The scallop has eyes, brilliant neon blue eyes, lining the edge of both shells!  This picture does not do justice to the gorgeous blue hue.   Doesn't it look like a venus flytrap?
The edible portion of a scallop is actually the adductor muscle that opens and closes the shells.  (There are two shells, hence the name bi-valve mollusc.)  

Ever seen a scallop swim?  Here is a great video showing the amazing maneuvers these molluscs can make.

Florida Fish and Wildlife Conservation Commission has a page on the anatomy and life cycle of the scallop. Why not plan your own family trip to harvest scallops? 

*This post was previously shared on my old blog "Traveling with Children"

Sonlight Blog Party

Saturday, April 25, 2015

A Day in the Life.... Sonlight Blog Party, April

Sonlight Blog Party
The Sonlight Blog Party continues this month with the topic, "A Day in the Life, What does your Homeschool schedule look like?"

A few years ago, I would have had lots of schedules and plans to share but our family season has changed, the children have grown and they are working more independently.  My oldest (17) works at the local grocery store, takes dual enrollment classes at the state college and drives to all of his own activities. That takes some of the chauffeuring off my plate, but makes it challenging to have family time that includes all five of us. Also, I've been working part-time for our church in the Elementary Ministry, so that changes things up from week-to-week.  
So, we are F-L-E-X-I-B-L-E!

Typically, I rise early and have several hours of quiet time to myself before the children rise.  I cherish this time.  When the children were younger, they rose early with me but went to bed earlier and I had time to myself or with my husband in the evening.  Now, they are staying up later and sleeping later.  Since I am a morning person and an introvert, I love having that quiet time in the morning and my children are thrilled to sleep-in.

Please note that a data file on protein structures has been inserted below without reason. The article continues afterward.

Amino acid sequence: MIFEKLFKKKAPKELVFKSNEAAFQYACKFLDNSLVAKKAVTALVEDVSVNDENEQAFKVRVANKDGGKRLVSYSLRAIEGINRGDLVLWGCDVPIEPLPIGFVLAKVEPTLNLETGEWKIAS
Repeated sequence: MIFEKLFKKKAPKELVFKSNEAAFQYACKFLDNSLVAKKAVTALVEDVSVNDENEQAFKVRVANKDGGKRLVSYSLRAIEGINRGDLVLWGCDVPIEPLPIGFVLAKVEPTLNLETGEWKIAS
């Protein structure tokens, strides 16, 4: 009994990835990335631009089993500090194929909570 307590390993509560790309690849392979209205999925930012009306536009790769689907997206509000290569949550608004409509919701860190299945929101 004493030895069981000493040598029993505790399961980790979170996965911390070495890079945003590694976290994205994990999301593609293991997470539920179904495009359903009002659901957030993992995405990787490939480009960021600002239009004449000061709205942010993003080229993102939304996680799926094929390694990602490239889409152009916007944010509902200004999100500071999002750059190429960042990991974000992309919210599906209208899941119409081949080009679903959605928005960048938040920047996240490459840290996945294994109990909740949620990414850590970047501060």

Each child has a schedule that works for them.  My oldest really keeps his own schedule now, so I don't have to worry much with that unless it affects the family.  My middle child (12) likes a monthly schedule without much detail, and she likes to check the boxes in order.  My youngest (11) works best with a weekly schedule that includes daily details of exactly what to do, but he doesn't really care if the box is checked or not.

Our week consists of  four 'school' days, with co-op classes on Fridays.  If they are behind schedule, I like them to make it up on weekends or sometimes we double up on a day when we are home, in anticipation of upcoming days off.   The 11 and 12 year old both have group tennis lessons at 11:00am on Wednesdays, that I organized with a group of other homeschooled students.  It works great to get a little school done in the morning, head to tennis, grab lunch, then pick up other subjects in the afternoon.  So nice to not be running to extra curricular activities in the late afternoon and evenings.  While each of our days is slightly different, each day of the week is pretty consistent from week-to-week.
For instance,
Monday I try to protect as a stay home day.  We catch up on housework and really get a strong start on school.  Sometimes this is a grocery day, if I wasn't able to get it done on Sunday.
Tuesday-Thursday are school days but also include work for me, tennis and any appointments or errands we need to squeeze in.
Wednesday includes youth group at church.
Friday is co-op day.
Saturday is family fun day and/or home projects day.
Sunday is church, rest, and grocery shop in the evening.

We ALWAYS have Sunday Dinner together after church.  We are blessed to have Grandma (my husband's mom) living in the house with us and she always cooks a big meal.  Besides that we try to have at least two more meals per week together as a family.  Usually, the 17-year old is missing due to his evening work schedule.

I realize as I write this that it is hard to talk of "A Day in the Life" because our days are so different, but that is just the season we are in and I know it will change again. In fact, by the time you read this, my son's college classes will end and our co-op classes will be over.  It will be time to tweak the schedule again and gear up for summer.  

Speaking of summer, I love to make a large poster-board calendar for the summer months. This has become a tradition that I learned from Sheila at Making the Most of Everyday.  I'll be blogging about that soon.